A few weeks ago I introduced you to a few people in the blogosphere that are also writing about retiring early in life. I can’t believe I forgot to include Tim at Canadian Dream, the fist of such bloggers I discovered when searching for others of a similar mind.
A couple days ago, he wrote a post about coping with his obsession with retirement, which made me laugh because he described my own retirement obsession perfectly. Anyone that knows me though, knows this is not the only thing I obsess about. I don’t really like the word obsess, I prefer “engage with passion” or “exude excitement about,” but I digress. Tim suggested some tips to get you over such an obsession in the interest of actually enjoying your life right now.
A few years ago, while on a spa vacation with my friend Vicki, I booked a session with a therapist there. She asked me what brought me in. I told her that I weighed myself every morning and I wanted to know whether this was normal. Well, what she didn’t say was that I was perfectly normal, that everyone does this, and that it probably is how I maintain this petite figure. She instead asked me, “What else do you obsess about?”
I hadn’t really thought of weighing myself as an obsession, it was just something I did in the morning when I got up. But she was right; I told her the truth, “Everything." She asked me for specifics. I started by telling her that I reviewed my financial situation every day—sometimes more than once a day. She asked me how that made me feel. I said I loved it, because I wanted to retire early and I enjoyed watching my progress and fantasizing about retirement. She said good.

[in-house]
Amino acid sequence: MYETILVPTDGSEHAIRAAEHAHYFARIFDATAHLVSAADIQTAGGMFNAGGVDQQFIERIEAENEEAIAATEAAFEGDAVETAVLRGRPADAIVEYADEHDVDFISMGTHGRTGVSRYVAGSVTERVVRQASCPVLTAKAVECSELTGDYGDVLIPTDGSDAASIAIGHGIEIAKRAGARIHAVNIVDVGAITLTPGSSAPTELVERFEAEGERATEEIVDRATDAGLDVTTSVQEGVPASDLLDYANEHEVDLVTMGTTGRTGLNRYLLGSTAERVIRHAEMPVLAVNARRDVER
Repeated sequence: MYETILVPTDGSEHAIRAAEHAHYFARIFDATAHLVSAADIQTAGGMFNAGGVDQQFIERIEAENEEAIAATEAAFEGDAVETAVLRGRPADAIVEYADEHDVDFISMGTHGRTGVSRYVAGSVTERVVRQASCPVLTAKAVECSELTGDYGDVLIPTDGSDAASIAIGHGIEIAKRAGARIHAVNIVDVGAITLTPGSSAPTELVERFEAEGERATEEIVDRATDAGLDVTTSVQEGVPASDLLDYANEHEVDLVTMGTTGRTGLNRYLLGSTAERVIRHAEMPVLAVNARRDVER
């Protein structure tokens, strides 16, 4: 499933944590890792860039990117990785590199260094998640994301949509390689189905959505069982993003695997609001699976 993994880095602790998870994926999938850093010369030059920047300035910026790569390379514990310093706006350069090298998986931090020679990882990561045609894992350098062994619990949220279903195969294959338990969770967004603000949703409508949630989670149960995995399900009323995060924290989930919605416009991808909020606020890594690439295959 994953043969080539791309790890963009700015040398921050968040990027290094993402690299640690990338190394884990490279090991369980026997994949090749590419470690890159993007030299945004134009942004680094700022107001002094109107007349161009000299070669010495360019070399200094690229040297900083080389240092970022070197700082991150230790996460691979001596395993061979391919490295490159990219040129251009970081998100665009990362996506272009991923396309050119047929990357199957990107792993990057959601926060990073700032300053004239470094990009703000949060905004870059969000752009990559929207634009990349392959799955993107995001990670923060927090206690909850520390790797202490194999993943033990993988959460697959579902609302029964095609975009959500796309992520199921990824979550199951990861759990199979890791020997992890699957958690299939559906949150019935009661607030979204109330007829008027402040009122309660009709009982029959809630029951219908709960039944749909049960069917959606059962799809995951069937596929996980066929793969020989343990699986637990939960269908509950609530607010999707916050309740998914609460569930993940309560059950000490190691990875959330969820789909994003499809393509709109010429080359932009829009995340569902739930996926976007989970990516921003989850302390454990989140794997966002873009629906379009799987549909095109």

She asked me about vacations, was I the type to wing-it or did I have to plan every hotel room, every train ride, and every restaurant reservation. Well of course I had to plan every detail. That was half the fun; combing through travel books picturing myself there, fantasizing about all the fun I would have. She said good.
Then she asked me how I felt when I weighed myself every morning. Well this was a no-brainer. If it was less than the previous day, I felt fabulous; if it was more, it pissed me off for the rest of the day. She said not so good. She said there is nothing wrong with obsessing about things. It was part of my personality (and gave me some theories—absolutely right, by the way—about why that was). As long as my obsessions gave me pleasure that was great. It was a way to enjoy my future retirement early, a way to extend the fun of vacations by savoring them in advance. That was all fine, she said, but I had to give up obsessions that did not make me happy.
She told me that if she had several months to work with me, she would work me up to throwing out my bathroom scale. But she knew I wasn’t ready for that. So she recommended instead, that before I got on the scale each morning, I should ask myself what kind of frame of mind I am in. Will it ruin my day if the scale says something bad? If it will, don’t get on the scale that day.
So go ahead, obsess about retirement if you want, but only if it makes you happy.